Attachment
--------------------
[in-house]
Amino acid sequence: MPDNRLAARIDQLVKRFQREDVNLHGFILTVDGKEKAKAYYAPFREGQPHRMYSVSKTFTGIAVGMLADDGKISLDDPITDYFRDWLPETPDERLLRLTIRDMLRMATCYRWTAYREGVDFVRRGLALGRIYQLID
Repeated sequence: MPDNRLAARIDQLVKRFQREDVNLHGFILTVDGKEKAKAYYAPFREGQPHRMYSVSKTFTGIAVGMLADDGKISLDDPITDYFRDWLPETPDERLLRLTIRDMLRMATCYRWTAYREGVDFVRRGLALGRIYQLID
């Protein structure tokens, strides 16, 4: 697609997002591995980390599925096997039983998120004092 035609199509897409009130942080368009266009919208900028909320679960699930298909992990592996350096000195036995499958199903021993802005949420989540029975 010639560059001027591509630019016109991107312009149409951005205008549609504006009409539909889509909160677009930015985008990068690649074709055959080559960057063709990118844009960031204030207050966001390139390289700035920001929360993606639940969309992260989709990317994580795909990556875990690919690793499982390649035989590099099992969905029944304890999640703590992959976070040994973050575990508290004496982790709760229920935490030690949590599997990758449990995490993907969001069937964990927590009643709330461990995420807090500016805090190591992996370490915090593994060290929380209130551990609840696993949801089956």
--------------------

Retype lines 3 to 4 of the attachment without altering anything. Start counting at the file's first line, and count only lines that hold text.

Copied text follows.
Repeated sequence: MPDNRLAARIDQLVKRFQREDVNLHGFILTVDGKEKAKAYYAPFREGQPHRMYSVSKTFTGIAVGMLADDGKISLDDPITDYFRDWLPETPDERLLRLTIRDMLRMATCYRWTAYREGVDFVRRGLALGRIYQLID
């Protein structure tokens, strides 16, 4: 697609997002591995980390599925096997039983998120004092 035609199509897409009130942080368009266009919208900028909320679960699930298909992990592996350096000195036995499958199903021993802005949420989540029975 010639560059001027591509630019016109991107312009149409951005205008549609504006009409539909889509909160677009930015985008990068690649074709055959080559960057063709990118844009960031204030207050966001390139390289700035920001929360993606639940969309992260989709990317994580795909990556875990690919690793499982390649035989590099099992969905029944304890999640703590992959976070040994973050575990508290004496982790709760229920935490030690949590599997990758449990995490993907969001069937964990927590009643709330461990995420807090500016805090190591992996370490915090593994060290929380209130551990609840696993949801089956």